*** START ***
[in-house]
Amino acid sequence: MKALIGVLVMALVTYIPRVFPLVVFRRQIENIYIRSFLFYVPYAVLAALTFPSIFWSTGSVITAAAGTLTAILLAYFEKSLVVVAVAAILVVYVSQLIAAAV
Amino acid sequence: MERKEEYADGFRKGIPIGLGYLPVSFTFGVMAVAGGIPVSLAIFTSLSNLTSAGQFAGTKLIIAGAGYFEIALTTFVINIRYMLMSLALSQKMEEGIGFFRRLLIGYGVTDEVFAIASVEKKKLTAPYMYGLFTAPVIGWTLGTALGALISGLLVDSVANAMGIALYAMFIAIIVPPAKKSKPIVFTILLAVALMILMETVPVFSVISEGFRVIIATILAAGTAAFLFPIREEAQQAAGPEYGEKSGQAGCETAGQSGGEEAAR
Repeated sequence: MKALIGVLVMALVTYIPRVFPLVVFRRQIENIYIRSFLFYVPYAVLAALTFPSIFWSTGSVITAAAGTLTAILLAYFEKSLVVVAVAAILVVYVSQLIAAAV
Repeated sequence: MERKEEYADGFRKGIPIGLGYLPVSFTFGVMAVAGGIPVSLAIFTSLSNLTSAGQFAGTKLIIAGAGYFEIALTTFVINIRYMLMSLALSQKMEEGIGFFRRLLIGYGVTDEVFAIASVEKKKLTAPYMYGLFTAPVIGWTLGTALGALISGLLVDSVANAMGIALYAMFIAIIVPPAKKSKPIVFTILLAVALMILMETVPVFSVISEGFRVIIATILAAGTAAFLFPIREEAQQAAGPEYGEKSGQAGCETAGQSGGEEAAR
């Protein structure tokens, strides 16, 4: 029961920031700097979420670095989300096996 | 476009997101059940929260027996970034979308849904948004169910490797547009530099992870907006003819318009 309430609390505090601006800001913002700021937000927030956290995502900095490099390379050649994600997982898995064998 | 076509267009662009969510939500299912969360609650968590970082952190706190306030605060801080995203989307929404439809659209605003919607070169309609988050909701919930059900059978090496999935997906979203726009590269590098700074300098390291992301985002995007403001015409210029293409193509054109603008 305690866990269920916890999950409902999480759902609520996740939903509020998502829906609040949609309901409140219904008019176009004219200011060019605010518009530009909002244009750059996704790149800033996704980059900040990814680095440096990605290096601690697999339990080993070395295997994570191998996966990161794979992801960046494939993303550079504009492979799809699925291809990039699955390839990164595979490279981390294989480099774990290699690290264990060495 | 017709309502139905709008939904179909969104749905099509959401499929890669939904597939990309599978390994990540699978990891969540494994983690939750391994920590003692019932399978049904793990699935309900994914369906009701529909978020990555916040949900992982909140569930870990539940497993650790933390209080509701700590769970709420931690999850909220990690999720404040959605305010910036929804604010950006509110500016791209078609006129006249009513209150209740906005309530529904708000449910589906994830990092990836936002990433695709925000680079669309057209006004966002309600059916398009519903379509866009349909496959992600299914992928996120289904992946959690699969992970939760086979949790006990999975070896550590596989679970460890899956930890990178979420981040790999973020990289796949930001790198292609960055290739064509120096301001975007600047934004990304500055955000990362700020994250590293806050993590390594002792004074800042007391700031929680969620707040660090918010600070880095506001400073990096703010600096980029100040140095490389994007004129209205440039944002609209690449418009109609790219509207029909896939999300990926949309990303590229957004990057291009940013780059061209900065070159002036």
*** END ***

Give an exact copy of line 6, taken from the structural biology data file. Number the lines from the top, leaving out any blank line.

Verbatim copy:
């Protein structure tokens, strides 16, 4: 029961920031700097979420670095989300096996 | 476009997101059940929260027996970034979308849904948004169910490797547009530099992870907006003819318009 309430609390505090601006800001913002700021937000927030956290995502900095490099390379050649994600997982898995064998 | 076509267009662009969510939500299912969360609650968590970082952190706190306030605060801080995203989307929404439809659209605003919607070169309609988050909701919930059900059978090496999935997906979203726009590269590098700074300098390291992301985002995007403001015409210029293409193509054109603008 305690866990269920916890999950409902999480759902609520996740939903509020998502829906609040949609309901409140219904008019176009004219200011060019605010518009530009909002244009750059996704790149800033996704980059900040990814680095440096990605290096601690697999339990080993070395295997994570191998996966990161794979992801960046494939993303550079504009492979799809699925291809990039699955390839990164595979490279981390294989480099774990290699690290264990060495 | 017709309502139905709008939904179909969104749905099509959401499929890669939904597939990309599978390994990540699978990891969540494994983690939750391994920590003692019932399978049904793990699935309900994914369906009701529909978020990555916040949900992982909140569930870990539940497993650790933390209080509701700590769970709420931690999850909220990690999720404040959605305010910036929804604010950006509110500016791209078609006129006249009513209150209740906005309530529904708000449910589906994830990092990836936002990433695709925000680079669309057209006004966002309600059916398009519903379509866009349909496959992600299914992928996120289904992946959690699969992970939760086979949790006990999975070896550590596989679970460890899956930890990178979420981040790999973020990289796949930001790198292609960055290739064509120096301001975007600047934004990304500055955000990362700020994250590293806050993590390594002792004074800042007391700031929680969620707040660090918010600070880095506001400073990096703010600096980029100040140095490389994007004129209205440039944002609209690449418009109609790219509207029909896939999300990926949309990303590229957004990057291009940013780059061209900065070159002036």